Third, herpes can weaken the immune system. Herpes is known to cause immune system suppression, making it easier for HIV to infect a person and establish an infection.
Finally, herpes can increase the shedding of HIV. When infected with herpes, the virus can cause the shedding of HIV in the genital area, even when no symptoms are present. This shedding can increase the risk of HIV transmission to sexual partners.
Protecting Yourself from Herpes and HIV
The best way to protect yourself from herpes and HIV is to practice safe sex. This means using condoms or dental dams during sexual activity, especially if you or your partner has herpes or HIV. It is also essential to get tested regularly for STIs, including herpes and HIV, and to discuss your sexual health with your partners.
“The risk of contracting herpes increases by up to 4 times for people living with herpes”
As a matter of fact, sexually transmitted infections tend to diminish the body’s ability to fight against foreign agents. Therefore, when you’re already infected with a virus, your body is more susceptible to other infections. The same holds true in the case of Herpes – HIV as well.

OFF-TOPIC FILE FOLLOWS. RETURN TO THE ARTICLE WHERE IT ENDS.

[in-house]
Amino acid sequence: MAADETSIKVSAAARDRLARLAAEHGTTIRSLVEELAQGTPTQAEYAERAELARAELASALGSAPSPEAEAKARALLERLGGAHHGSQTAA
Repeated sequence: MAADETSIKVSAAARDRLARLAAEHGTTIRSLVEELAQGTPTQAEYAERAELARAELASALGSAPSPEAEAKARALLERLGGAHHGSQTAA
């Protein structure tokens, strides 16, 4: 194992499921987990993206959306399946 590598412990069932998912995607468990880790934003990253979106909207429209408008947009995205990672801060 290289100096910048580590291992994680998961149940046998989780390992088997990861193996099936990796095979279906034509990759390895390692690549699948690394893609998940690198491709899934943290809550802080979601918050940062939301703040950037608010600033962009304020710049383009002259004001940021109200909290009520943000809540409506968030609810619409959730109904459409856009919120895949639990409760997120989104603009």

What happens when you’re having an infection?
When you have an infection, the immune system produces disease–fighting cells known as macrophages. HIV tends to bind with these cells in mucus membranes in the anus or vagina, eventually making their way into the bloodstream. In case you have an infection in the genital area, macrophages are concentrated there. Giving HIV a better opportunity to enter the body.
People that have both HIV and herpes infections are likely to transmit HIV to people they’re sexually involved with. The presence of the herpes simplex virus tends to increase the HIV viral load (increasing the presence of HIV in the body). As people with HIV have a compromised immune system, they experience more severe and longer herpes outbreaks. This may increase the chances of transmission of the virus.
How can you avoid transmitting/getting the virus?
Regardless of whether or not you’re living with herpes. People that have HIV are advised to follow the below-mentioned guidelines:
- Using condoms or dental dams during anal, vaginal, or oral sex.
- Refraining from having sex in the event of an outbreak.
- Getting tested for HIV and other sexually transmitted infections. Besides, encouraging your partner to get tested and treated.
- Reducing the number of sex partners and speaking with them about their previous relationships and medical history.
While both herpes and HIV are incurable, they can certainly be treated, thanks to the inception of antiviral drugs. If you think you might have been exposed to any of these viruses. It is better to get yourself tested immediately. On the other hand, you may also consider joining a specialist herpes dating site. Where you can not only learn more about the STD but also find like–minded people that wish to find a companion living with Herpes or HIV.